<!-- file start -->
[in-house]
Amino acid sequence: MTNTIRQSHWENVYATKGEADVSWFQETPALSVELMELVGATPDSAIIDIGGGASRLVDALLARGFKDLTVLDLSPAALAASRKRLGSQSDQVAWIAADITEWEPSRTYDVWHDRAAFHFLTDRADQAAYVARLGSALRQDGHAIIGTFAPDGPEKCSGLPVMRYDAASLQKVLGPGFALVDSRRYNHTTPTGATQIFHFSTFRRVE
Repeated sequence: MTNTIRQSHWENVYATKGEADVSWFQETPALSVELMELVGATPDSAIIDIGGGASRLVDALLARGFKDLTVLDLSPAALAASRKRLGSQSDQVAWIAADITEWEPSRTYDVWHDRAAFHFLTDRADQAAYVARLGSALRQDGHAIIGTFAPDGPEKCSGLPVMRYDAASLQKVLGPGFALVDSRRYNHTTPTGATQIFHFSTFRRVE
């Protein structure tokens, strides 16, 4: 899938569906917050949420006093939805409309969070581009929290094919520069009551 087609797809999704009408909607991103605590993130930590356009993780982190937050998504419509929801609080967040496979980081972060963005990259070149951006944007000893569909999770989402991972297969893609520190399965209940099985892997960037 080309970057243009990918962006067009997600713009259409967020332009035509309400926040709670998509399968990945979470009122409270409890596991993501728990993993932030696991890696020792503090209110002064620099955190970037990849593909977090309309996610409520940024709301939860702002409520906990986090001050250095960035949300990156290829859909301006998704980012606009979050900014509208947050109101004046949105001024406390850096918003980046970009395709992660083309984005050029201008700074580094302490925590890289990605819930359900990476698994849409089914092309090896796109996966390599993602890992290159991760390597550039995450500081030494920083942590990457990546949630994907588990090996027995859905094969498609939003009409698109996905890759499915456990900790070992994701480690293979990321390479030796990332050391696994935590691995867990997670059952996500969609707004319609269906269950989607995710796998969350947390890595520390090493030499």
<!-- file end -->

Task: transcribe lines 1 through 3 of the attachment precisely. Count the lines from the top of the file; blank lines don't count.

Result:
[in-house]
Amino acid sequence: MTNTIRQSHWENVYATKGEADVSWFQETPALSVELMELVGATPDSAIIDIGGGASRLVDALLARGFKDLTVLDLSPAALAASRKRLGSQSDQVAWIAADITEWEPSRTYDVWHDRAAFHFLTDRADQAAYVARLGSALRQDGHAIIGTFAPDGPEKCSGLPVMRYDAASLQKVLGPGFALVDSRRYNHTTPTGATQIFHFSTFRRVE
Repeated sequence: MTNTIRQSHWENVYATKGEADVSWFQETPALSVELMELVGATPDSAIIDIGGGASRLVDALLARGFKDLTVLDLSPAALAASRKRLGSQSDQVAWIAADITEWEPSRTYDVWHDRAAFHFLTDRADQAAYVARLGSALRQDGHAIIGTFAPDGPEKCSGLPVMRYDAASLQKVLGPGFALVDSRRYNHTTPTGATQIFHFSTFRRVE